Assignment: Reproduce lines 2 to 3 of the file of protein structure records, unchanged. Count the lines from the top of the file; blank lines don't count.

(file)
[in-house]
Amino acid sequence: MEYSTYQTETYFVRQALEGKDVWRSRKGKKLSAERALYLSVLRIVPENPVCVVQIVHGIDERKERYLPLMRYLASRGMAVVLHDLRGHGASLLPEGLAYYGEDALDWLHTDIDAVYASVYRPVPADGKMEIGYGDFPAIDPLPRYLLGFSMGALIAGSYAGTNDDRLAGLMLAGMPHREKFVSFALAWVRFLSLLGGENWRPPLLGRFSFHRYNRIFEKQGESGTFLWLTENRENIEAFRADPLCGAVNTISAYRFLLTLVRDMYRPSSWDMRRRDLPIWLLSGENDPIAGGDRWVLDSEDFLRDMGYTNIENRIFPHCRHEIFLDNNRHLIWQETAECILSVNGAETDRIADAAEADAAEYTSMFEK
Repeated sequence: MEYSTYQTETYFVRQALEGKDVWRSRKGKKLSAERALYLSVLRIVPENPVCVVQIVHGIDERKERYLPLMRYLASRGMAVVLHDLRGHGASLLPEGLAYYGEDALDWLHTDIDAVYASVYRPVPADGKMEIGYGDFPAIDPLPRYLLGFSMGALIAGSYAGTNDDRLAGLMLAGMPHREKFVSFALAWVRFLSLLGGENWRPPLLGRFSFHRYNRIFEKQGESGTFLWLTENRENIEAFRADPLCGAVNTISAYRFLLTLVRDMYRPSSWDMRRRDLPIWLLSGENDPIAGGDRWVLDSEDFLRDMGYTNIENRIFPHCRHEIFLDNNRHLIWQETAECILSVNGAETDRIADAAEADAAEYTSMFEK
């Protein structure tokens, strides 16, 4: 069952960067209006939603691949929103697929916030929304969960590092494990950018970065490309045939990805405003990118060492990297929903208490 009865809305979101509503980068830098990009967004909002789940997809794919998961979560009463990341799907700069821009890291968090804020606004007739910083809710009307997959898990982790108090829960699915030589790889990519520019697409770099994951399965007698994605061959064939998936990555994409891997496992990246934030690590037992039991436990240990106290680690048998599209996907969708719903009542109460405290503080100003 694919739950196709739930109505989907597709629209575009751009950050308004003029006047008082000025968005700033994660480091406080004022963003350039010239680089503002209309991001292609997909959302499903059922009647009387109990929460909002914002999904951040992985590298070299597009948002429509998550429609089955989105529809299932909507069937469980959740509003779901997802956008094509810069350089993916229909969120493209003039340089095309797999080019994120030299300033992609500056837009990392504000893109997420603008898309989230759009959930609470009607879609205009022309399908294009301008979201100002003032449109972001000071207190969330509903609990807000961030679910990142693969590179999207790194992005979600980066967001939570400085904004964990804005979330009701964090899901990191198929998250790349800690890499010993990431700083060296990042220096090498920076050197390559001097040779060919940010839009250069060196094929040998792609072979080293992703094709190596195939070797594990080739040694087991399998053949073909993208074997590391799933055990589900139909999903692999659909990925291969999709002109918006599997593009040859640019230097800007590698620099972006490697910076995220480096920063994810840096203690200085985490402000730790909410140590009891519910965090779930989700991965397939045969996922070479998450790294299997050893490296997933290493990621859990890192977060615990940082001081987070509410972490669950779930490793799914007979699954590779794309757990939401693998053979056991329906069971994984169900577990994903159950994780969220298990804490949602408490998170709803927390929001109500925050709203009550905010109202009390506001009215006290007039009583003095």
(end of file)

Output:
Amino acid sequence: MEYSTYQTETYFVRQALEGKDVWRSRKGKKLSAERALYLSVLRIVPENPVCVVQIVHGIDERKERYLPLMRYLASRGMAVVLHDLRGHGASLLPEGLAYYGEDALDWLHTDIDAVYASVYRPVPADGKMEIGYGDFPAIDPLPRYLLGFSMGALIAGSYAGTNDDRLAGLMLAGMPHREKFVSFALAWVRFLSLLGGENWRPPLLGRFSFHRYNRIFEKQGESGTFLWLTENRENIEAFRADPLCGAVNTISAYRFLLTLVRDMYRPSSWDMRRRDLPIWLLSGENDPIAGGDRWVLDSEDFLRDMGYTNIENRIFPHCRHEIFLDNNRHLIWQETAECILSVNGAETDRIADAAEADAAEYTSMFEK
Repeated sequence: MEYSTYQTETYFVRQALEGKDVWRSRKGKKLSAERALYLSVLRIVPENPVCVVQIVHGIDERKERYLPLMRYLASRGMAVVLHDLRGHGASLLPEGLAYYGEDALDWLHTDIDAVYASVYRPVPADGKMEIGYGDFPAIDPLPRYLLGFSMGALIAGSYAGTNDDRLAGLMLAGMPHREKFVSFALAWVRFLSLLGGENWRPPLLGRFSFHRYNRIFEKQGESGTFLWLTENRENIEAFRADPLCGAVNTISAYRFLLTLVRDMYRPSSWDMRRRDLPIWLLSGENDPIAGGDRWVLDSEDFLRDMGYTNIENRIFPHCRHEIFLDNNRHLIWQETAECILSVNGAETDRIADAAEADAAEYTSMFEK